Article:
Between 2003 and 2012, governments launched 514 satellites. A total of 744 satellites are planned to launch over the next decade
According to Euroconsult’s newly released research report titled: Government Space Markets, World Prospects to 2022, government spending on space reached a peak in 2012 of USD 72.9 billion, a non-negligible increase compared to 2011 which followed two consecutive years of minimal growth.
This upswing is attributed to increased activity of countries such as Russia, China, India and new world or regional leaders who compensated for budget uncertainties affecting North America and Europe.
Government space programmes should be affected in the short term by an overall flat spending environment and decrease in global funding. The situation is expected to recover in the second part of the decade, driven by a cleaner public finance environment, a new procurement cycle and R&D in historical leading space nations, and sustained spending from new world/regional leaders and nascent programmes. By 2022 global government funding for space activities is anticipated to pass the USD 77 billion mark.
The landscape for civil space activities has experienced profound structural changes in the last decade. In 2003, the top three civil space programmes (US, Europe, Japan) accounted for 90% of world’s civil expenditures. In 2012, their share accounted for only 64% illustrating the “decentralisation” of space investment worldwide.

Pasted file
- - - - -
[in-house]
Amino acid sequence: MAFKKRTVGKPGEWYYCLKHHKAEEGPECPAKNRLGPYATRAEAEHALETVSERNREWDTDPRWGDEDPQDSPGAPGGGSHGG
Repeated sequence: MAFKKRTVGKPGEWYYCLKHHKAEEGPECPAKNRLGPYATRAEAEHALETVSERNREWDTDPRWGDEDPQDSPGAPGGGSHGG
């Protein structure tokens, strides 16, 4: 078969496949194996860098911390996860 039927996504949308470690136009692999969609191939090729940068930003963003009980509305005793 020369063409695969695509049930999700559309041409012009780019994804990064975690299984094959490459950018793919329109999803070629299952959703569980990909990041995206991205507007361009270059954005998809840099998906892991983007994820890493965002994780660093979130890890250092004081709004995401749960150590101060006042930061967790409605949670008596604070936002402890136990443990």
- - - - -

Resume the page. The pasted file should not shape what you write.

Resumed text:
Significant launch rate to continue
Following a peak launch of 65 satellites in 2011, governments worldwide sustained a dynamic launch rate in 2012 with 58 satellites for civil and defense applications, marking the second highest launch rate over the last decade. Between 2003 and 2012, governments launched 514 satellites. A total of 744 satellites are planned to launch over the next decade.
Spending trends in key applications
Government spending on space follows a logic of R&D and procurement in a variety of applications domains, each driven by national priorities according to strategic, economic and technical interests. Global trends in 2012 included:
- Manned spaceflight represented 17% of the global spending at USD 10.6 billion
- Earth observation reached over USD 10 billion (+7.5%)
- Satcom grew by 5%, representing 14% of the global budget (USD 8.8 billion)
- Launchers spending totaled USD 7.5 billion, (+24%)
- Space science and exploration increased by 6% to reach USD 5.8 billion
- Satellite navigation increased 18% at USD 4.3 billion
- Space security dropped to USD 1.9 billion (-43%)
“The government space sector is experiencing profound structural transformation and its international landscape will be radically different from what it was 10 years ago. The emergence of new world and regional leaders and the growing interest from many new countries in space technologies and applications together welcome new opportunities for institutional and industry cooperation. This is very good news for the space sector,” concluded Steve Bochinger.